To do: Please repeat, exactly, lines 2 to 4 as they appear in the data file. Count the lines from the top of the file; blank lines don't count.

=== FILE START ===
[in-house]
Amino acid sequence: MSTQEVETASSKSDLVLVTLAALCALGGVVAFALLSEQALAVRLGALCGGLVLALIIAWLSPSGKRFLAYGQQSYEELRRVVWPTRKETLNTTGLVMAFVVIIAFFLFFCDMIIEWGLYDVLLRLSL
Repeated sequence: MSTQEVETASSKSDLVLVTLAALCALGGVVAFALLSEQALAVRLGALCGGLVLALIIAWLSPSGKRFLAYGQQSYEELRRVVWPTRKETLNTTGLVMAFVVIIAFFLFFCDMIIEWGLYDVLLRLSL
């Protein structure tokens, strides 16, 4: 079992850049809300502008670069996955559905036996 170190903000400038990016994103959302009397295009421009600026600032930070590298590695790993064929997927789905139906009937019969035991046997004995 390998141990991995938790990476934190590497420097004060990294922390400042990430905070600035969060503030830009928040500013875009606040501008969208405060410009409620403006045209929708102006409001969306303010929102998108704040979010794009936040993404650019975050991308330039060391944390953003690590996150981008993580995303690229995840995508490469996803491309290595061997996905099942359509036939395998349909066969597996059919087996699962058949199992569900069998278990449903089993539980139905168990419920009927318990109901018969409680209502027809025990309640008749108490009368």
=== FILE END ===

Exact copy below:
Amino acid sequence: MSTQEVETASSKSDLVLVTLAALCALGGVVAFALLSEQALAVRLGALCGGLVLALIIAWLSPSGKRFLAYGQQSYEELRRVVWPTRKETLNTTGLVMAFVVIIAFFLFFCDMIIEWGLYDVLLRLSL
Repeated sequence: MSTQEVETASSKSDLVLVTLAALCALGGVVAFALLSEQALAVRLGALCGGLVLALIIAWLSPSGKRFLAYGQQSYEELRRVVWPTRKETLNTTGLVMAFVVIIAFFLFFCDMIIEWGLYDVLLRLSL
């Protein structure tokens, strides 16, 4: 079992850049809300502008670069996955559905036996 170190903000400038990016994103959302009397295009421009600026600032930070590298590695790993064929997927789905139906009937019969035991046997004995 390998141990991995938790990476934190590497420097004060990294922390400042990430905070600035969060503030830009928040500013875009606040501008969208405060410009409620403006045209929708102006409001969306303010929102998108704040979010794009936040993404650019975050991308330039060391944390953003690590996150981008993580995303690229995840995508490469996803491309290595061997996905099942359509036939395998349909066969597996059919087996699962058949199992569900069998278990449903089993539980139905168990419920009927318990109901018969409680209502027809025990309640008749108490009368």